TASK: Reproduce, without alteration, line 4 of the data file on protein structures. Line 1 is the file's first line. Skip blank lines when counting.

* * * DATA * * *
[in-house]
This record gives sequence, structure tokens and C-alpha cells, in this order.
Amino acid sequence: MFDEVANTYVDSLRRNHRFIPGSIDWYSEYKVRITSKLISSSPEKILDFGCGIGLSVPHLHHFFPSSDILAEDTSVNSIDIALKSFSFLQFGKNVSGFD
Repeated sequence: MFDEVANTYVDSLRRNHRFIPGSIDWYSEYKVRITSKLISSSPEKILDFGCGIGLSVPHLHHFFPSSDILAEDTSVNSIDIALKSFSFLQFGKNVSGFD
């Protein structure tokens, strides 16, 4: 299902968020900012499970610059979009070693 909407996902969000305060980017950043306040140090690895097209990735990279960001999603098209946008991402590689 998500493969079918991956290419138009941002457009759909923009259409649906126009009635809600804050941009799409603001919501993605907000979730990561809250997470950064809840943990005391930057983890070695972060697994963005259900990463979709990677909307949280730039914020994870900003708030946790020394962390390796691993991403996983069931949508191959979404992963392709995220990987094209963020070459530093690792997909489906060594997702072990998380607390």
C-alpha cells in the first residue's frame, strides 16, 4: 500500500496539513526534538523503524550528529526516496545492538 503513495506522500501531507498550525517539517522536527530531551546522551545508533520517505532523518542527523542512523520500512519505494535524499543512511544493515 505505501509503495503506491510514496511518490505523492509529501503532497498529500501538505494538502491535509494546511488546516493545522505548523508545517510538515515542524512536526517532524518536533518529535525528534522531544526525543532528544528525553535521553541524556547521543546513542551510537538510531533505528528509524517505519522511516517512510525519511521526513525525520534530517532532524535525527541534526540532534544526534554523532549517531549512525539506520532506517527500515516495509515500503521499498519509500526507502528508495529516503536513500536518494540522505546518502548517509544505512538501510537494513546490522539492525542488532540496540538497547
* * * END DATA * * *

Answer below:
Repeated sequence: MFDEVANTYVDSLRRNHRFIPGSIDWYSEYKVRITSKLISSSPEKILDFGCGIGLSVPHLHHFFPSSDILAEDTSVNSIDIALKSFSFLQFGKNVSGFD